Dame Nellie Melba

Today marks the 153rd birthday of Australia’s most famous opera singer, Dame Nellie Melba (19 May 1861 – 23 February 1931).  Melba was born Helen Porter Mitchell in Richmond, Melbourne, later changing her name in honour her native city. After studying singing in her home town she travelled to Paris in 1886. Her talent was recognised by the influential Mathilde Marchesi who became her teacher and ardent supporter.

Melba made her operatic debut in 1887 at the Theatre Royal de la Monnaie in Brussels. This was to be the beginning of an auspicious international career.

Signed photograph of Nellie Melba as Ophelia in Hamlet, c.1889 Purchased, 1998 Performing Arts Collection
Signed photograph of Dame Nellie Melba as Ophelia in Hamlet, c.1889
Purchased, 1998
Arts Centre Melbourne, Performing Arts Collection

Melba performed in the great opera houses of the world – the Paris Opera, La Scala in Milan, the Metropolitan Opera House and Manhattan Opera House in New York, and most notably the Royal Opera House, Covent Garden in London. She became Covent Garden’s prima donna, returning season after season. Throughout her career, Melba worked with prominent musicians and composers including, Enrico Caruso, Giacomo Puccini and Giuseppe Verdi.

Melba remained a loyal Australian and Melbourne was always her home. She returned to her beloved country for several triumphant concert tours and eventually collaborated with J.C. Williamson Theatres to form the Melba-Williamson Opera Company, bringing great opera to the people of Australia.

During World War I, Melba began teaching at Melbourne’s Albert Street Conservatorium (later the Melba Memorial Conservatorium), encouraging and promoting local talent. She also performed in many charity concerts to raise funds for the war effort. For this patriotic work, Melba was awarded a D.B.E. in 1918.

Arts Centre Melbourne’s Performing Arts Collection holds a significant collection of performance costumes and accessories worn by the singer, which were donated by her grand-daughter Lady Pamela Vestey in 1977. Melba’s most famous operas are represented, including Otello, Rigoletto, La Traviata, Faust, La Boheme, Romeo and Juliet and I Pagliacci. The most elaborate item is a gold cloak, hand-painted and sewn with jewels, which was worn by Melba in Lohengrin and designed for her by the Paris-based couturier, Jean-Phillipe Worth.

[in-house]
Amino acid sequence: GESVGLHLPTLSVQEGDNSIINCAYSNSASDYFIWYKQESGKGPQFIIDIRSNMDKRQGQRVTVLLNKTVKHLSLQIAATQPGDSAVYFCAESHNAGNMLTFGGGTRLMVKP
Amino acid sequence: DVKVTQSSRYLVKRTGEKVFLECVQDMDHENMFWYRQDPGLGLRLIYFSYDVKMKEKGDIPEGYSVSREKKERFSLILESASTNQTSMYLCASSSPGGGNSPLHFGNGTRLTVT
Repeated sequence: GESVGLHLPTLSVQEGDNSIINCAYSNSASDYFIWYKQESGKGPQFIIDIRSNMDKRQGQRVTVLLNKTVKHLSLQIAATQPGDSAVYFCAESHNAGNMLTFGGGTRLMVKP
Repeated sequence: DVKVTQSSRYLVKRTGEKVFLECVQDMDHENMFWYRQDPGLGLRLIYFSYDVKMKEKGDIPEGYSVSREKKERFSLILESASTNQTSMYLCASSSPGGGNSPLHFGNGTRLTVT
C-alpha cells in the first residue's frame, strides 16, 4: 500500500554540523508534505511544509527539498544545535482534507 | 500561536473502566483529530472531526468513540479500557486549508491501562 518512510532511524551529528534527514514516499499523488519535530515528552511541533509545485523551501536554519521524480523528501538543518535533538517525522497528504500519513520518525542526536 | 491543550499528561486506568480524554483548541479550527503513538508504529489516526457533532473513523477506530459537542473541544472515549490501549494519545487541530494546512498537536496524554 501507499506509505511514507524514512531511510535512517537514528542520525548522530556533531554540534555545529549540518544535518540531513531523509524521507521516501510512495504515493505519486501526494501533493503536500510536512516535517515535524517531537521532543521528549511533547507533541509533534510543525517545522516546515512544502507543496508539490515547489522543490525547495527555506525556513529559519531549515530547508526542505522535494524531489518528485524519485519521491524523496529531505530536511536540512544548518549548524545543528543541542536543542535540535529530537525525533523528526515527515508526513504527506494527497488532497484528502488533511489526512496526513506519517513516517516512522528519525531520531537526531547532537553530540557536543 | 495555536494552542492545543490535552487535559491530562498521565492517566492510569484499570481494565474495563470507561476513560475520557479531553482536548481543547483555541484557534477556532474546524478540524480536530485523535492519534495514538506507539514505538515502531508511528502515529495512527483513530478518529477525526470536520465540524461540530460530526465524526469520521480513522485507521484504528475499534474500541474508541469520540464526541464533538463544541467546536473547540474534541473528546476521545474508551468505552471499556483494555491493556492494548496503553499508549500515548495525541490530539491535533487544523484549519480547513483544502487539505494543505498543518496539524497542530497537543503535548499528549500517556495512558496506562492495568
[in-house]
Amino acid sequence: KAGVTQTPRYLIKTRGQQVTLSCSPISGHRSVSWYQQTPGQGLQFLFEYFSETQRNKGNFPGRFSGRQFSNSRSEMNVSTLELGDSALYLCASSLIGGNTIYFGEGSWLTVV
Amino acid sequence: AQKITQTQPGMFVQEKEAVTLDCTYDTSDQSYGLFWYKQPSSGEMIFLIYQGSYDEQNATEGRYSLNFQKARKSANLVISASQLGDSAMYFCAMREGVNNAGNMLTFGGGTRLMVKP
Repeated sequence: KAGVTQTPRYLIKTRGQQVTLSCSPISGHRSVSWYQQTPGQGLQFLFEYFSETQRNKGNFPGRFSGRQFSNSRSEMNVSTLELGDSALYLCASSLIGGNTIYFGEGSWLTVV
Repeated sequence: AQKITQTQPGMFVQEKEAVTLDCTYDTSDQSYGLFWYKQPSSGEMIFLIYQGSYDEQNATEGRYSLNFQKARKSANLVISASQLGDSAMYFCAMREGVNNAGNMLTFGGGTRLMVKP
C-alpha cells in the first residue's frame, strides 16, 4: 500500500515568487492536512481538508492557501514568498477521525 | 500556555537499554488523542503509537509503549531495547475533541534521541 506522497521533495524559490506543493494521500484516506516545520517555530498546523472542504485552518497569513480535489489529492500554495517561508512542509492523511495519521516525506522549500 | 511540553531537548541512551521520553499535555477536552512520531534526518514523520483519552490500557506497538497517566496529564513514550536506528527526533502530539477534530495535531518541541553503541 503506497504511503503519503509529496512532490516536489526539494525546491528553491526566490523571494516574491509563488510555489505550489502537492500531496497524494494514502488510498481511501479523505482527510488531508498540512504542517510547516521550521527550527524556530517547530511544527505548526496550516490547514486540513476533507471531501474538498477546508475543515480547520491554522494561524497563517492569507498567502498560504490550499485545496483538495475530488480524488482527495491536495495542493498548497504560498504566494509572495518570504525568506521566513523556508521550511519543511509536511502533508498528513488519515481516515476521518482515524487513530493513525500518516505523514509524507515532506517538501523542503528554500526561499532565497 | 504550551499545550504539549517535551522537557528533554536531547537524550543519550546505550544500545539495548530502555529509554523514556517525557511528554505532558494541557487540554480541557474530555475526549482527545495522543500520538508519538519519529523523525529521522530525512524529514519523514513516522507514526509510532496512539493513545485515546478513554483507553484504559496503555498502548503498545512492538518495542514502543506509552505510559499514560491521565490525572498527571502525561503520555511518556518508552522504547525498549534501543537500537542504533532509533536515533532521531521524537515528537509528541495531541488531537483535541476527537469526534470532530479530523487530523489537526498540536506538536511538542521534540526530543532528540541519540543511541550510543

Cloak worn by Dame Nellie Melba as Elsa in Lohengrin, c. 1891.  Designed by Jean-Phillipe Worth. Gift of Pamela, Lady Vestey, 1977. Arts Centre Melbourne, Performing Arts Collection. Photograph by Jeremy Dillon.
Cloak worn by Dame Nellie Melba as Elsa in Lohengrin, c. 1891.
Designed by Jean-Phillipe Worth.
Gift of Pamela, Lady Vestey, 1977.
Arts Centre Melbourne, Performing Arts Collection.
Photograph by Jeremy Dillon.

Since the time of this generous donation, many additions have been made to the Performing Arts Collection. Original photographs, many of which are signed by Dame Nellie, illustrate her life and career. Programmes, some printed on silk, trace her Australian and international opera performances and concerts. Letters and cards written by Melba to friends and pupils provide an insight into the personality of this great performer. Opera scores (including Madame Butterfly signed by Puccini), books, monogrammed items, and records are also part of this important collection.

All That Glitters: Showcasing costumes from Arts Centre Melbourne’s Performing Arts Collection